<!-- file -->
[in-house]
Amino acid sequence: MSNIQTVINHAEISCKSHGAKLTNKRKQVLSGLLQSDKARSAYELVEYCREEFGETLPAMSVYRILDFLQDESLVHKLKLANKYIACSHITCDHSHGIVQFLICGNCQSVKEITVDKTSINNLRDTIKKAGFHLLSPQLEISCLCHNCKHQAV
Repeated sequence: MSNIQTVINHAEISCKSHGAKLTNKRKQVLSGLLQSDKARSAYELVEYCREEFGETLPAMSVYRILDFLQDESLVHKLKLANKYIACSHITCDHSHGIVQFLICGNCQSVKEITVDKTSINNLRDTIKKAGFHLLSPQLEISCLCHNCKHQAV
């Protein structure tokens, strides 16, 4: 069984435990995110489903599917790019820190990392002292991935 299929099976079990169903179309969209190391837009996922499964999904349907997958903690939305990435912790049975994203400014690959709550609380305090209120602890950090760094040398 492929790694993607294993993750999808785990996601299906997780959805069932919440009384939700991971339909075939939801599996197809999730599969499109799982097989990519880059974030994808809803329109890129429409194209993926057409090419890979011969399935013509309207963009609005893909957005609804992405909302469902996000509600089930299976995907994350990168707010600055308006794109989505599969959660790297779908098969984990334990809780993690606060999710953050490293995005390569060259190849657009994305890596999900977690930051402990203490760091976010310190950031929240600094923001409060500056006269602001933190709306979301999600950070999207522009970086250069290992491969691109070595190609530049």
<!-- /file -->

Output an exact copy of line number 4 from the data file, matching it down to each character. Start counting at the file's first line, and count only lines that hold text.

């Protein structure tokens, strides 16, 4: 069984435990995110489903599917790019820190990392002292991935 299929099976079990169903179309969209190391837009996922499964999904349907997958903690939305990435912790049975994203400014690959709550609380305090209120602890950090760094040398 492929790694993607294993993750999808785990996601299906997780959805069932919440009384939700991971339909075939939801599996197809999730599969499109799982097989990519880059974030994808809803329109890129429409194209993926057409090419890979011969399935013509309207963009609005893909957005609804992405909302469902996000509600089930299976995907994350990168707010600055308006794109989505599969959660790297779908098969984990334990809780993690606060999710953050490293995005390569060259190849657009994305890596999900977690930051402990203490760091976010310190950031929240600094923001409060500056006269602001933190709306979301999600950070999207522009970086250069290992491969691109070595190609530049």